I voted Remain in the UK’s EU Referendum. Let’s get that straight, from the beginning.
Let’s get it it straight from the beginning, because it’s the only thing about me, about this, which is. All is otherwise crippled and crooked – bent and labyrinthine are the roads we take now, as they have ever been and ever will be.
Let’s get that straight, because this is in actuality a thing of strange angles and sidelong looks, of visionary corner-glimpses. It’s the kind of thing where, were you to cut off my head in order to shut me up, I would somehow still speak.
It would be your biggest mistake, because freed from the idea of personhood, all you would get would be mad-memory-speech, flowing like a roaring and tumultuous river. Welling up like a freezing burn, it’d never stop, because you’d consigned me to the realms of the Dead.
Let’s get that straight, from the beginning. You would have brought me together with all the mad ones, all the marked ones – signed, sealed and delivered.
consign (v.) early 15c., “to ratify by a sign or seal,” from Middle French consigner (15c.), from Latin consignare “to seal, register,” originally “to mark with a sign,” from com- “together” (see com-) + signare “to sign, mark,” from signum “sign” (see sign (n.)). Commercial sense is from 1650s. Related: Consignee; consignor.
sign (n.) early 13c., “gesture or motion of the hand,” especially one meant to communicate something, from Old French signe “sign, mark,” from Latin signum“identifying mark, token, indication, symbol; proof; military standard, ensign; a signal, an omen; sign in the heavens, constellation,” according to Watkins, literally “standard that one follows,” from PIE *sekw-no-, from root *sekw- (1) “to follow” (see sequel).
Ousted native token. Meaning “a mark or device having some special importance” is recorded from late 13c.; that of “a miracle” is from c. 1300. Zodiacal sense in English is from mid-14c. Sense of “characteristic device attached to the front of an inn, shop, etc., to distinguish it from others” is first recorded mid-15c. Meaning “token or signal of some condition” (late 13c.) is behind sign of the times (1520s). In some uses, the word probably is a shortening of ensign. Sign language is recorded from 1847; earlier hand-language (1670s).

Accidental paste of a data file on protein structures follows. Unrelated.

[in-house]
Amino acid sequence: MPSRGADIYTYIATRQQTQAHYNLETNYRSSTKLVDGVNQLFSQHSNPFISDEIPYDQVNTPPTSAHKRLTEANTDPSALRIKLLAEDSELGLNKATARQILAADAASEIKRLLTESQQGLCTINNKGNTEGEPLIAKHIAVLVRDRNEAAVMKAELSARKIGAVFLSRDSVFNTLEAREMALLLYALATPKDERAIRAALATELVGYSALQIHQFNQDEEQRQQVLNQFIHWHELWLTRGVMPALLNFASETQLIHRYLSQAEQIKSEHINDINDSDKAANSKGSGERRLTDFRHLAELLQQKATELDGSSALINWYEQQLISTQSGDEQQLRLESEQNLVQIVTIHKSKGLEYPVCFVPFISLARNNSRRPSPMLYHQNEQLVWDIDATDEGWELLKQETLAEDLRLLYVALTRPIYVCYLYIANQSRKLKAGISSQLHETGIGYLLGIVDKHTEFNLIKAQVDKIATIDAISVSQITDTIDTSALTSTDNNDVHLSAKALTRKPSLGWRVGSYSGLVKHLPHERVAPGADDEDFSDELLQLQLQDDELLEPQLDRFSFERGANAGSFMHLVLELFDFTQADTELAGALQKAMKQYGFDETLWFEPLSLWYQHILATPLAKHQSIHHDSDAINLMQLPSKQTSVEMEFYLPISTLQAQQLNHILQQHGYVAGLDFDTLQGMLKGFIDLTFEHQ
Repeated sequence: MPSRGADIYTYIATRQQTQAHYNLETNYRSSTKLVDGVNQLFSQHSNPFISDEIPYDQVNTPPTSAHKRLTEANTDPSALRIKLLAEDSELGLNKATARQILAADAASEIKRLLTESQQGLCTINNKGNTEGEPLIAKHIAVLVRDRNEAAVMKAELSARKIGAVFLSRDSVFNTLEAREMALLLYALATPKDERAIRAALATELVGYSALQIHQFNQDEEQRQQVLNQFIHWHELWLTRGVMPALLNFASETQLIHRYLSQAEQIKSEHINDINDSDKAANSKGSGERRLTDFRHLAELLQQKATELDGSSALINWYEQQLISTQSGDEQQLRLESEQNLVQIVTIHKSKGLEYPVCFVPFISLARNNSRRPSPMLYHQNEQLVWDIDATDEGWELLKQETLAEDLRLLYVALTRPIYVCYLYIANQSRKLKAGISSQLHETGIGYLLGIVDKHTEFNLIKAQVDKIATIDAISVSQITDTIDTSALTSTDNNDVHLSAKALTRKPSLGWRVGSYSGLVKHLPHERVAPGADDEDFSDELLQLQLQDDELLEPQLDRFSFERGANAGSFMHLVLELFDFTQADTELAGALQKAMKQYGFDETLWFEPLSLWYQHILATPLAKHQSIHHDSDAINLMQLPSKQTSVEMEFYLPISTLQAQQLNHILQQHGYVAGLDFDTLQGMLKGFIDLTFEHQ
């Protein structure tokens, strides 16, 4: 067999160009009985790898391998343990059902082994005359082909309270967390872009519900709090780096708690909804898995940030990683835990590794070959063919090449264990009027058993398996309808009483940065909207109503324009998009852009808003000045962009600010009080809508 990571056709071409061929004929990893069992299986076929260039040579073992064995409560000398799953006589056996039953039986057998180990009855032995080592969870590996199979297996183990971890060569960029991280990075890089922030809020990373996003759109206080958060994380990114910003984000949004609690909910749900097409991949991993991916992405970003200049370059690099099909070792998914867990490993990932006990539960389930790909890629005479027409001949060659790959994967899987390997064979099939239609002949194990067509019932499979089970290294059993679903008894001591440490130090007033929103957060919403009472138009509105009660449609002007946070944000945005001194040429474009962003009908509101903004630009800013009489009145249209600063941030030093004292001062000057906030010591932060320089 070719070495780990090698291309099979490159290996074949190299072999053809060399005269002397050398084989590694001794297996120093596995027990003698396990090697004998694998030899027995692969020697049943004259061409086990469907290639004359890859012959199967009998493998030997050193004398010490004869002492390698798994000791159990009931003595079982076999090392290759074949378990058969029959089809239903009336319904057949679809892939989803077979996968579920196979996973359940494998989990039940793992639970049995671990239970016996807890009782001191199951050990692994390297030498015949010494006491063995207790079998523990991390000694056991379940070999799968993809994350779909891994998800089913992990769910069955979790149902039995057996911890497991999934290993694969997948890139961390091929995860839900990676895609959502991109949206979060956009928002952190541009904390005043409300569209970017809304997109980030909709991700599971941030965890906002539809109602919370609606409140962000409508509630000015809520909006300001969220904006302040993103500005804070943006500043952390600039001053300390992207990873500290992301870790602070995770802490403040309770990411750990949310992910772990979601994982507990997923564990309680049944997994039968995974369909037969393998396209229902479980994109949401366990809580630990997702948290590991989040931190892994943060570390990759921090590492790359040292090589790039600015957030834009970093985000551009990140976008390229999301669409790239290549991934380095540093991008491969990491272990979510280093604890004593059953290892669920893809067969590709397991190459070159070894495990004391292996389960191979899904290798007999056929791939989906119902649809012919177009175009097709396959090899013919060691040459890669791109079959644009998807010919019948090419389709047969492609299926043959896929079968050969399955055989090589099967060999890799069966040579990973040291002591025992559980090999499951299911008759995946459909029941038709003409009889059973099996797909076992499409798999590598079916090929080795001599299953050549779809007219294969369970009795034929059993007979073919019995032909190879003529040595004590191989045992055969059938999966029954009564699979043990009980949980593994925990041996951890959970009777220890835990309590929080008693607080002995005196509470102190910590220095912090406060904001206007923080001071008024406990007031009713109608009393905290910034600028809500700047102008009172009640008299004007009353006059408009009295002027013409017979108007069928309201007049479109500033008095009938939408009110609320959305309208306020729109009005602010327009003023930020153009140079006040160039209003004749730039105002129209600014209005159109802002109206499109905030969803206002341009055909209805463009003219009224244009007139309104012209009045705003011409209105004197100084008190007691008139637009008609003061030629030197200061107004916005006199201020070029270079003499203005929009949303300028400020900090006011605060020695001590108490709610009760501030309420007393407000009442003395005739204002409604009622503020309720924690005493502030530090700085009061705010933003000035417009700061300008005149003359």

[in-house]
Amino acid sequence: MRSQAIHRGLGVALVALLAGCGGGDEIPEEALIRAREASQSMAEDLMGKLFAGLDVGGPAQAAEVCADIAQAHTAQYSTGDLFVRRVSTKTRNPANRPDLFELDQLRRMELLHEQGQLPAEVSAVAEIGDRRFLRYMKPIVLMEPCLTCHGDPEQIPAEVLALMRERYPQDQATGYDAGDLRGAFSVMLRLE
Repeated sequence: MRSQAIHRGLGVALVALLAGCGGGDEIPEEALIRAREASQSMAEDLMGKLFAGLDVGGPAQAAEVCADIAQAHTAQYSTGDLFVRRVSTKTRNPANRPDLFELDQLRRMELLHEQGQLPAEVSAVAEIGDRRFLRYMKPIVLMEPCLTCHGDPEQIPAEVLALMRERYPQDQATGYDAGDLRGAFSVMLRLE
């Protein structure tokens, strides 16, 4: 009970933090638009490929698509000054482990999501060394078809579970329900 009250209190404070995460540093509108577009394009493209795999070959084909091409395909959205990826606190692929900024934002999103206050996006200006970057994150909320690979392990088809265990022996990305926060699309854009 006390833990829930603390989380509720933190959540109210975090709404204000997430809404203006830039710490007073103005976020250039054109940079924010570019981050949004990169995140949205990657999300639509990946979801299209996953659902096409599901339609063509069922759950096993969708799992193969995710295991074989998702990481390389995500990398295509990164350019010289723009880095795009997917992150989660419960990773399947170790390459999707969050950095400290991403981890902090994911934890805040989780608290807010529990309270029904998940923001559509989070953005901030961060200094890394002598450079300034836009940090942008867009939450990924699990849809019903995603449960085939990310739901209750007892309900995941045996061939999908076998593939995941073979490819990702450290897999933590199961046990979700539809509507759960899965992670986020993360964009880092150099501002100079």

And under the banner which remains ever-tattered by the winds of time, we the Followers-And-Foregoers, would mass together; every gesture, every mark, every sign and rune and sigil would bring forth that which follows. A veritable flood of Memory and Meaning, Thought and Feeling.
person (n.) early 13c., from Old French persone “human being, anyone, person” (12c., Modern French personne) and directly from Latin persona “human being, person, personage; a part in a drama, assumed character,” originally “mask, false face,” such as those of wood or clay worn by the actors in later Roman theater. OED offers the general 19c. explanation of persona as “related to” Latin personare “to sound through” (i.e. the mask as something spoken through and perhaps amplifying the voice), “but the long o makes a difficulty ….” Klein and Barnhart say it is possibly borrowed from Etruscan phersu “mask.” Klein goes on to say this is ultimately of Greek origin and compares Persephone.
Unmasked as roaring fury that washes away walls and divisions, the time and tide of poets, skalds, shapers and makers bursting its banks and rendering everything sodden with Soul once more.
soul (n.1) “A substantial entity believed to be that in each person which lives, feels, thinks and wills” [Century Dictionary], Old English sawol “spiritual and emotional part of a person, animate existence; life, living being,” from Proto-Germanic *saiwalo (source also of Old Saxon seola, Old Norse sala, Old Frisian sele, Middle Dutch siele, Dutch ziel, Old High German seula, German Seele, Gothic saiwala), of uncertain origin.
Sometimes said to mean originally “coming from or belonging to the sea,” because that was supposed to be the stopping place of the soul before birth or after death [Barnhart]; if so, it would be from Proto-Germanic *saiwaz (see sea). Klein explains this as “from the lake,” as a dwelling-place of souls in ancient northern Europe.
Meaning “spirit of a deceased person” is attested in Old English from 971. As a synonym for “person, individual, human being” (as in every living soul) it dates from early 14c. Soul-searching (n.) is attested from 1871, from the phrase used as a past participle adjective (1610s). Distinguishing soul from spirit is a matter best left to theologians.